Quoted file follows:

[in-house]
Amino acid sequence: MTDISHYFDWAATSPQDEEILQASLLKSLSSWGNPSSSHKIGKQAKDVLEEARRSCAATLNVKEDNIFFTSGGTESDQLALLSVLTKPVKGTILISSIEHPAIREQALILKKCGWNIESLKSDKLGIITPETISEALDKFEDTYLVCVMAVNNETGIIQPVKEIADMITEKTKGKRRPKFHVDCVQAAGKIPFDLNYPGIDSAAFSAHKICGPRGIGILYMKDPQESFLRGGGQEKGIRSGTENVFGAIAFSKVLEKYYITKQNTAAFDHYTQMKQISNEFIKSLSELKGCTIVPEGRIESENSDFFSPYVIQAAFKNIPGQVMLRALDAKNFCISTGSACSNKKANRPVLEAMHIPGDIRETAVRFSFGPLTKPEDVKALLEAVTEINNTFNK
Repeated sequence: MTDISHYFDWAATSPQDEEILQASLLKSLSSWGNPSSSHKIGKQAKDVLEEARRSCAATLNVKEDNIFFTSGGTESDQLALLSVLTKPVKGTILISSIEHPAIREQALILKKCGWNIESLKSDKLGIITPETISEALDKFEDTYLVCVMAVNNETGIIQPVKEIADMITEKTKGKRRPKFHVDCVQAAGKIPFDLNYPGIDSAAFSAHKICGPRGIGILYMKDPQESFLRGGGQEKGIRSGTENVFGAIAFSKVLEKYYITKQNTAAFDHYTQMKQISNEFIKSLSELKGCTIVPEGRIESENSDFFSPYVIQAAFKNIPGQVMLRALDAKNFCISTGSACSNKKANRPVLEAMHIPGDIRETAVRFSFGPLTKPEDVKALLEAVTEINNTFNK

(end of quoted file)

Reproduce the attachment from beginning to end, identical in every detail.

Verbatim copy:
[in-house]
Amino acid sequence: MTDISHYFDWAATSPQDEEILQASLLKSLSSWGNPSSSHKIGKQAKDVLEEARRSCAATLNVKEDNIFFTSGGTESDQLALLSVLTKPVKGTILISSIEHPAIREQALILKKCGWNIESLKSDKLGIITPETISEALDKFEDTYLVCVMAVNNETGIIQPVKEIADMITEKTKGKRRPKFHVDCVQAAGKIPFDLNYPGIDSAAFSAHKICGPRGIGILYMKDPQESFLRGGGQEKGIRSGTENVFGAIAFSKVLEKYYITKQNTAAFDHYTQMKQISNEFIKSLSELKGCTIVPEGRIESENSDFFSPYVIQAAFKNIPGQVMLRALDAKNFCISTGSACSNKKANRPVLEAMHIPGDIRETAVRFSFGPLTKPEDVKALLEAVTEINNTFNK
Repeated sequence: MTDISHYFDWAATSPQDEEILQASLLKSLSSWGNPSSSHKIGKQAKDVLEEARRSCAATLNVKEDNIFFTSGGTESDQLALLSVLTKPVKGTILISSIEHPAIREQALILKKCGWNIESLKSDKLGIITPETISEALDKFEDTYLVCVMAVNNETGIIQPVKEIADMITEKTKGKRRPKFHVDCVQAAGKIPFDLNYPGIDSAAFSAHKICGPRGIGILYMKDPQESFLRGGGQEKGIRSGTENVFGAIAFSKVLEKYYITKQNTAAFDHYTQMKQISNEFIKSLSELKGCTIVPEGRIESENSDFFSPYVIQAAFKNIPGQVMLRALDAKNFCISTGSACSNKKANRPVLEAMHIPGDIRETAVRFSFGPLTKPEDVKALLEAVTEINNTFNK